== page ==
The European Commission, the European Union’s regulatory body in Brussels, proposed this week that first-generation biofuels made from crops such as sugar, starch, or vegetable oils provide no more than 5 percent of the EU target for transport fuel, according to a Business News report.

The current EU requirement that at least 10 percent of energy for road and rail transport in 2020 come from renewable sources in all member nations risks causing side-effects that undermine the battle against global warming, environmental groups have said. “We must invest in biofuels that achieve real emission cuts and do not compete with food,” EU Climate Commissioner Connie Hedegaard said in a statement. “We are, of course, not closing down first-generation biofuels, but we are sending a clear signal that future increases in biofuels must come from advanced biofuels. Everything else will be unsustainable.”

The draft legislation needs approval by EU national governments and the European Parliament to enter into force. Biofuels including ethanol and biodiesel are the main renewable energy for transport and offer the prospect of reducing the use of fossil fuels blamed for climate change, the Business Week report said.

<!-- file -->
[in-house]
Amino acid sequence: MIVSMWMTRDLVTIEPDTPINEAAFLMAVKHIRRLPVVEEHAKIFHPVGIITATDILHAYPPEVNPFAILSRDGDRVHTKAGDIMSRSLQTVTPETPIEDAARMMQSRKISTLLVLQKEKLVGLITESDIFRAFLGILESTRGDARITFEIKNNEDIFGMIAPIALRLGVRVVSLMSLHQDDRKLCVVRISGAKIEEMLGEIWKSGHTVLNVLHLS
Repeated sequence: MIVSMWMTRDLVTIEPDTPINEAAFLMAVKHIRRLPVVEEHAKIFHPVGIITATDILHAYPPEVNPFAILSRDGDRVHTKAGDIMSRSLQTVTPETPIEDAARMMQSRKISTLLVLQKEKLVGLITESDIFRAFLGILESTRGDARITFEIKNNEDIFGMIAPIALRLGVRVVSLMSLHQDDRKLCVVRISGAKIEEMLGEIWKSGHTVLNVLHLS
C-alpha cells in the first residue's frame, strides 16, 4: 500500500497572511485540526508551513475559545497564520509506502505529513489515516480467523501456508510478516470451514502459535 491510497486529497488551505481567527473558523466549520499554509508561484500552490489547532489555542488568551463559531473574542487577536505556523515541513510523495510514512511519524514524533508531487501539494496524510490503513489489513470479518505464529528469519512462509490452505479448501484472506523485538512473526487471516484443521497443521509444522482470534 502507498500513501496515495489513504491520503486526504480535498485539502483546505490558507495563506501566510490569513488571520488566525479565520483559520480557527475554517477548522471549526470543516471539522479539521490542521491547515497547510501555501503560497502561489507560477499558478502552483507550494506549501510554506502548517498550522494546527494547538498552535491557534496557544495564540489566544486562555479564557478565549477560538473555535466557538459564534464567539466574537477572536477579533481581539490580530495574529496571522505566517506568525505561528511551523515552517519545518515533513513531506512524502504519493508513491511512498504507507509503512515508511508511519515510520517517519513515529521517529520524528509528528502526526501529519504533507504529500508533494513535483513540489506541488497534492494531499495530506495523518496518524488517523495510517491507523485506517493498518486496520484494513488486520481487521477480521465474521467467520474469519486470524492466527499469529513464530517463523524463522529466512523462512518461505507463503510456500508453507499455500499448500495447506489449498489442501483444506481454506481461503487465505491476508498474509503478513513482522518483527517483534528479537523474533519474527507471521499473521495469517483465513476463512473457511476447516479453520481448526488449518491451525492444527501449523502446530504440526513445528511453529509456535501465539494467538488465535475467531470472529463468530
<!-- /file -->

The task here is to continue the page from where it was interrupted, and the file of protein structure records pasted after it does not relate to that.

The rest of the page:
Biofuels, mainly first-generation, accounted for about 4.7 percent of EU transport fuel consumption in 2010, according to the commission. The commission’s proposal would also require reporting of estimated emissions linked to indirect land-use change. Greater use of crops for biofuels would displace food production and that would threaten to spur the conversion of forest and peatland, which store carbon dioxide, into land for food crops.

This week’s proposal does not affect the ability of the European Union’s 27 member states to provide financial incentives for biofuels. After 2020, biofuels should only qualify for aid if they lead to “substantial” savings of greenhouse gases that scientists blame for global warming and are not produced from crops used for food and feed, according to the European Union.